Elizabeth Warren's Glass House and the Absurd Debate about Campaign Fundraising

 At Thursday’s Democratic debate, perhaps the most fiery exchange occurred between Massachusetts Sen. Elizabeth Warren and South Bend, Indiana Mayor Pete Buttigieg on the issue of how to finance a campaign.

Now, I stated rather clearly my opinion that on this debate I side with Mayor Buttigieg. He is right that we are in a fight for our lives, that Democrats can ill afford to turn away support or resources against what is already a $300 million machine on the other side, and the insinuation that candidates for office are never able to say no to their donors is preposterous.

Buttigieg landed his strongest blow of the debate when he pointed out that Warren was herself a wealthy multimillionaire, and no one would suggest that a candidate for political office that she donates to is by definition corrupt. It was an effective counterpunch to Warren’s core proposition that campaign contributions from rich people and high-dollar fundraisers are inherently corrupting. She has called them bribes.

As we have pointed out on TPV (and as Andrew Yang reiterated in Thursday’s debate), being fueled by “individual donors” only is nothing to write home about, because the individual donor universe itself is very small, heavily over-represents men and white women, and systematically disadvantages candidates who earn the highest amount of support from people of color.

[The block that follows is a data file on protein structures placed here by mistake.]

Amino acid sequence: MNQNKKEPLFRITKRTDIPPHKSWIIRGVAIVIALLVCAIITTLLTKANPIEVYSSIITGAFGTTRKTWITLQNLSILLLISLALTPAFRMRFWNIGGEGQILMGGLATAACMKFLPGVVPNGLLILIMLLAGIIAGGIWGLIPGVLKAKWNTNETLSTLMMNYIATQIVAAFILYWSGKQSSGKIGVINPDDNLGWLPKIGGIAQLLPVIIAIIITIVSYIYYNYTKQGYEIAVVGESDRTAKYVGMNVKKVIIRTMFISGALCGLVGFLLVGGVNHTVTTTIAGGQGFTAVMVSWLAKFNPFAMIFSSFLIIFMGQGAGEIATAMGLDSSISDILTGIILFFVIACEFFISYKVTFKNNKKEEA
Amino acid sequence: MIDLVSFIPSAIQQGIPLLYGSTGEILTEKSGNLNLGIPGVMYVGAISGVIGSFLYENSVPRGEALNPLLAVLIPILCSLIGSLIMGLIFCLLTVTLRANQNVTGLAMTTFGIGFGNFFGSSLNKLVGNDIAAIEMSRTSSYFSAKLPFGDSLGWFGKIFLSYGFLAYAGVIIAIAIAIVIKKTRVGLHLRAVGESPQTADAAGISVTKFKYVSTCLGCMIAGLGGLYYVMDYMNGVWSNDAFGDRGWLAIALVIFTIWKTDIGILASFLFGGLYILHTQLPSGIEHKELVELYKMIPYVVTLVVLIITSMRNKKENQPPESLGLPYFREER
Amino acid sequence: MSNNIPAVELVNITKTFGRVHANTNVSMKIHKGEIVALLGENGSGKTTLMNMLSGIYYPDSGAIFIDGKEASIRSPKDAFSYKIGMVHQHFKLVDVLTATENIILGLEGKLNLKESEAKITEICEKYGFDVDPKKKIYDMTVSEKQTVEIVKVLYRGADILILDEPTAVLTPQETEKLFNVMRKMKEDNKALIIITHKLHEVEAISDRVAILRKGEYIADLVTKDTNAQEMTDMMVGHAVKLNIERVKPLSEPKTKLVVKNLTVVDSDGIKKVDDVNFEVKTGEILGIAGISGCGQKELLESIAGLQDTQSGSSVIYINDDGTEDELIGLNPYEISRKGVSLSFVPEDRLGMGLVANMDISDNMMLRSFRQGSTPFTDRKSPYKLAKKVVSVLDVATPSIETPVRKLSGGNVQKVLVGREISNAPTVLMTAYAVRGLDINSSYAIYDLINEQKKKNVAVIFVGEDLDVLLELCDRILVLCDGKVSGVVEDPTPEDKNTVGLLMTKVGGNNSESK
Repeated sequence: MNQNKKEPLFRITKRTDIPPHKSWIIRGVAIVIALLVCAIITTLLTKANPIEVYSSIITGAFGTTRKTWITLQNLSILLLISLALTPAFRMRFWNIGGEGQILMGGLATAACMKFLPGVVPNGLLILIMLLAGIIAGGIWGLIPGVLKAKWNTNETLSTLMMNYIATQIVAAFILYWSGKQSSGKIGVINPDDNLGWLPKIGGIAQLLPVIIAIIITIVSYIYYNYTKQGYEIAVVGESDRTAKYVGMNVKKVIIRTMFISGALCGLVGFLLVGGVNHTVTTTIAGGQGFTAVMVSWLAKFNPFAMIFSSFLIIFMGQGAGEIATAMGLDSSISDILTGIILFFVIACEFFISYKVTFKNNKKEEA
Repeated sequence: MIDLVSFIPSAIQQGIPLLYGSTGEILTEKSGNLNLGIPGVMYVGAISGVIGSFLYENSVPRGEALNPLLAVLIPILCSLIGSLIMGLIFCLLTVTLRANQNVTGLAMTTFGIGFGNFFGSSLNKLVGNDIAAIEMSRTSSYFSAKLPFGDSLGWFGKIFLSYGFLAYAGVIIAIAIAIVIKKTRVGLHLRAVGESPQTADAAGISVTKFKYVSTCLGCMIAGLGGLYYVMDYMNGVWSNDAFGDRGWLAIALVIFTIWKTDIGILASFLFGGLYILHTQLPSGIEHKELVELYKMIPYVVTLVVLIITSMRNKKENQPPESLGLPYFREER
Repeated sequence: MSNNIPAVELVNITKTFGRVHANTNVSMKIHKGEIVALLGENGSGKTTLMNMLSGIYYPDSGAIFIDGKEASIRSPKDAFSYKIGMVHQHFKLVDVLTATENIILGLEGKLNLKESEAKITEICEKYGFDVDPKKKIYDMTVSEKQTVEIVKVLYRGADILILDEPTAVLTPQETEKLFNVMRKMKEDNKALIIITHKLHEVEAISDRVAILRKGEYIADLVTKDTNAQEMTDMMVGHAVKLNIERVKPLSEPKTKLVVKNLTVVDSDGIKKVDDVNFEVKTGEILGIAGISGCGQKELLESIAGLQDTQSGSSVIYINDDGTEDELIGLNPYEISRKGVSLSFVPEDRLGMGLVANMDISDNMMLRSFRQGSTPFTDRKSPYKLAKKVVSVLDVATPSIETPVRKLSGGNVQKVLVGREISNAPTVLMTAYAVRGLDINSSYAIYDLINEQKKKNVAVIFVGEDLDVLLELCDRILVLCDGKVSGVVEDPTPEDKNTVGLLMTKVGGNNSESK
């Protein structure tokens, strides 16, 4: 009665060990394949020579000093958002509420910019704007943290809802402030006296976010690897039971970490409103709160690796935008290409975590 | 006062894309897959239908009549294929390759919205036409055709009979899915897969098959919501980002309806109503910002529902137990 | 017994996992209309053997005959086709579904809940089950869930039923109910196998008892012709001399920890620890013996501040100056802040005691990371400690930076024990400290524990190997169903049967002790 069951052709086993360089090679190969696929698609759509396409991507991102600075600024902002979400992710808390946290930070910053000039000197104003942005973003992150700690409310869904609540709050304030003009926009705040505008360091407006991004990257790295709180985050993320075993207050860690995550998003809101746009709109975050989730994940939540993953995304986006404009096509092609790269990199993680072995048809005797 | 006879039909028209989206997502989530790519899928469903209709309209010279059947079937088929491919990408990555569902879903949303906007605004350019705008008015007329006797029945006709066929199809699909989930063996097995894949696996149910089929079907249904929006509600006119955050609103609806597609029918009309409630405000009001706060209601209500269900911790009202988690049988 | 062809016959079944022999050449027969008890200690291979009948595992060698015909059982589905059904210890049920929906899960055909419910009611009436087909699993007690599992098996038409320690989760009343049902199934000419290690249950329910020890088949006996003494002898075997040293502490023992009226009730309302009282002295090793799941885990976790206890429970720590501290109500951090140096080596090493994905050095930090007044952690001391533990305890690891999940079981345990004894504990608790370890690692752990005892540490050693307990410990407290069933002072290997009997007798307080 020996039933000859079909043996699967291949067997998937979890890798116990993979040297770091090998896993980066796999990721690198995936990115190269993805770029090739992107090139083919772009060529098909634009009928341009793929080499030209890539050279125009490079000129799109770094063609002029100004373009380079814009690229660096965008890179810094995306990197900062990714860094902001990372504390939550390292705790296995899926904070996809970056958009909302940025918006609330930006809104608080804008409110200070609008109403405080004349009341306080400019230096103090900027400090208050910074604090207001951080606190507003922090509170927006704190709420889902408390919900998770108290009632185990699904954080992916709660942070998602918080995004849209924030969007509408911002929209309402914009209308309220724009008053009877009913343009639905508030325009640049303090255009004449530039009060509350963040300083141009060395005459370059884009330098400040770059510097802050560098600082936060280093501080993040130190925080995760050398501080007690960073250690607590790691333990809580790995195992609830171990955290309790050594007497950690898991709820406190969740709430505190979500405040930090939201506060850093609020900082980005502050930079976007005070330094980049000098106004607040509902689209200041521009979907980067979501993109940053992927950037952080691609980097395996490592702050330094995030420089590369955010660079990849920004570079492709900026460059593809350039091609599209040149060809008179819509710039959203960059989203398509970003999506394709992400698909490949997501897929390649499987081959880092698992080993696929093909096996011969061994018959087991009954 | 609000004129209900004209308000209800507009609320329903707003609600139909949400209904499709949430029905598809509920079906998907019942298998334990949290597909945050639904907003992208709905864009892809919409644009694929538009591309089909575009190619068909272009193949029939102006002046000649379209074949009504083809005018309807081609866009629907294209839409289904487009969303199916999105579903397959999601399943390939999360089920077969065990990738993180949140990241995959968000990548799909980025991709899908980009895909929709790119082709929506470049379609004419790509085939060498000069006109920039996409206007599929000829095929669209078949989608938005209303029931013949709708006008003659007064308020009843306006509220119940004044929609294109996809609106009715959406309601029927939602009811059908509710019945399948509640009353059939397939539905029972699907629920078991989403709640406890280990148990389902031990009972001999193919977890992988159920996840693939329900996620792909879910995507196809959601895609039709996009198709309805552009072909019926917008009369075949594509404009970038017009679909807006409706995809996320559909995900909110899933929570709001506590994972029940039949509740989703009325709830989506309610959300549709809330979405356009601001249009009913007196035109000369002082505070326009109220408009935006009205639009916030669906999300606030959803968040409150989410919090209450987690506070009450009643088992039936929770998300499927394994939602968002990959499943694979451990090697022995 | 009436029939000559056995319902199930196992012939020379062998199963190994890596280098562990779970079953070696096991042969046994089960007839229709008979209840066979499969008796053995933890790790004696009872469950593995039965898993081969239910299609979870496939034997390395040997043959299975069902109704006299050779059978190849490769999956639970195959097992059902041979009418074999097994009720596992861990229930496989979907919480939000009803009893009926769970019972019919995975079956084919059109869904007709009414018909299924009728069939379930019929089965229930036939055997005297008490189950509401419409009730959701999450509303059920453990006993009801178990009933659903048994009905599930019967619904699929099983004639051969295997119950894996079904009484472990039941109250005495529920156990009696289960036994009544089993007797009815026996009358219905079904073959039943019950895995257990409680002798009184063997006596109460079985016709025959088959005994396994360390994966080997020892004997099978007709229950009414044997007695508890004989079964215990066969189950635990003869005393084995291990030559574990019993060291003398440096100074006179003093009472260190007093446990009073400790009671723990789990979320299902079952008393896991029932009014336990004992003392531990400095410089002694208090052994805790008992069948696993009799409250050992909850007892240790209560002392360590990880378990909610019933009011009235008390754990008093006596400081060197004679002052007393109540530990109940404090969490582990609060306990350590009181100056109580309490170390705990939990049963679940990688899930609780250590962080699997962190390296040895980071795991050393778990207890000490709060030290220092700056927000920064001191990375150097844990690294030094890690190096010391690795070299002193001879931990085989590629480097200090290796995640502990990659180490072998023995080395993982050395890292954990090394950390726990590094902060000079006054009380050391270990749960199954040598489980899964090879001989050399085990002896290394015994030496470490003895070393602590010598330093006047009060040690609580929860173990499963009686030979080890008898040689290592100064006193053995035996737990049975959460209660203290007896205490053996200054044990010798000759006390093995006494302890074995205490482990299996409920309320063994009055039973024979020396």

But as it turns out, Warren’s position wasn’t untenable only because she is wealthy and her argument, taken to an extreme would make all of the campaign contributions ever given by her corrupt bribes (her word). Her argument wasn’t unreasonable only because she and Bernie Sanders are advancing an argument that would cause Democrats to swear of significant vital resources at the exact moment in history we need it most. Warren’s point isn’t shaky only because the demographics of individual “small” donors aren’t exactly the face of America.